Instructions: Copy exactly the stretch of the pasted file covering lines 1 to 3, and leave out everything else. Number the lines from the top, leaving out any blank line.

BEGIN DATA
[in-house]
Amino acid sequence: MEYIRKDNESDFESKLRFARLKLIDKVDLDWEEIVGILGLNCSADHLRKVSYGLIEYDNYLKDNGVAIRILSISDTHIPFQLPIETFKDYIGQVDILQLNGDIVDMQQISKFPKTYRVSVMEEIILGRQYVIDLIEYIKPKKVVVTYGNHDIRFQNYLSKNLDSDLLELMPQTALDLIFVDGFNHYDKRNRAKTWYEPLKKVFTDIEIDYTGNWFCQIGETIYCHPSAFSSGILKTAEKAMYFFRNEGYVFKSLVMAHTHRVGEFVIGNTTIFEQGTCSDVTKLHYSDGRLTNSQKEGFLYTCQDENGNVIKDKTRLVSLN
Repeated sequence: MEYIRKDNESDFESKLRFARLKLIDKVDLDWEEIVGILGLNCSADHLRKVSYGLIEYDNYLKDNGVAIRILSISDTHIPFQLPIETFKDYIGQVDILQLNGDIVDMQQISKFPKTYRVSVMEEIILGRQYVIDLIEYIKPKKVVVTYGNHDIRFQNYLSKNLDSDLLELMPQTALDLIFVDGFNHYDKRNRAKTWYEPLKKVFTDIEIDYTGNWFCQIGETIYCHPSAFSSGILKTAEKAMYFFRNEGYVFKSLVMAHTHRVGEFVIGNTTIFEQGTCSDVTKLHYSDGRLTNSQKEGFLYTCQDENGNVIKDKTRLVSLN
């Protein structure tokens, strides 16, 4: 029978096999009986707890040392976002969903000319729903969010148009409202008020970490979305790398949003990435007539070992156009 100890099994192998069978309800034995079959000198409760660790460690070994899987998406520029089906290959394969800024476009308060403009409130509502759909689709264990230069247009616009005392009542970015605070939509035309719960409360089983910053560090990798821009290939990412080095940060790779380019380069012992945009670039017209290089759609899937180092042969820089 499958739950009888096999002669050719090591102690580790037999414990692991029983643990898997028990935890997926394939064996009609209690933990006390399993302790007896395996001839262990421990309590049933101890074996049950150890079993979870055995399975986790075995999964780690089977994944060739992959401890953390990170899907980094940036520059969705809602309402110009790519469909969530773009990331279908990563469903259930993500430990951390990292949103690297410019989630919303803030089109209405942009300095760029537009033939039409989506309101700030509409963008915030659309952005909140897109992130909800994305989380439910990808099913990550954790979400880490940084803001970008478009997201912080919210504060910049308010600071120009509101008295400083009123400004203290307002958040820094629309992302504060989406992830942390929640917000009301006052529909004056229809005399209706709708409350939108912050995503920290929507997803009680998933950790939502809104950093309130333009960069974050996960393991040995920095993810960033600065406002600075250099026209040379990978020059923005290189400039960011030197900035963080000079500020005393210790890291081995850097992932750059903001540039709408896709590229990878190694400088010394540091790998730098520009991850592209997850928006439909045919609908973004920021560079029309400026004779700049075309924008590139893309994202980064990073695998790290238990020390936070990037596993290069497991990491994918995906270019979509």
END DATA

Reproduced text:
[in-house]
Amino acid sequence: MEYIRKDNESDFESKLRFARLKLIDKVDLDWEEIVGILGLNCSADHLRKVSYGLIEYDNYLKDNGVAIRILSISDTHIPFQLPIETFKDYIGQVDILQLNGDIVDMQQISKFPKTYRVSVMEEIILGRQYVIDLIEYIKPKKVVVTYGNHDIRFQNYLSKNLDSDLLELMPQTALDLIFVDGFNHYDKRNRAKTWYEPLKKVFTDIEIDYTGNWFCQIGETIYCHPSAFSSGILKTAEKAMYFFRNEGYVFKSLVMAHTHRVGEFVIGNTTIFEQGTCSDVTKLHYSDGRLTNSQKEGFLYTCQDENGNVIKDKTRLVSLN
Repeated sequence: MEYIRKDNESDFESKLRFARLKLIDKVDLDWEEIVGILGLNCSADHLRKVSYGLIEYDNYLKDNGVAIRILSISDTHIPFQLPIETFKDYIGQVDILQLNGDIVDMQQISKFPKTYRVSVMEEIILGRQYVIDLIEYIKPKKVVVTYGNHDIRFQNYLSKNLDSDLLELMPQTALDLIFVDGFNHYDKRNRAKTWYEPLKKVFTDIEIDYTGNWFCQIGETIYCHPSAFSSGILKTAEKAMYFFRNEGYVFKSLVMAHTHRVGEFVIGNTTIFEQGTCSDVTKLHYSDGRLTNSQKEGFLYTCQDENGNVIKDKTRLVSLN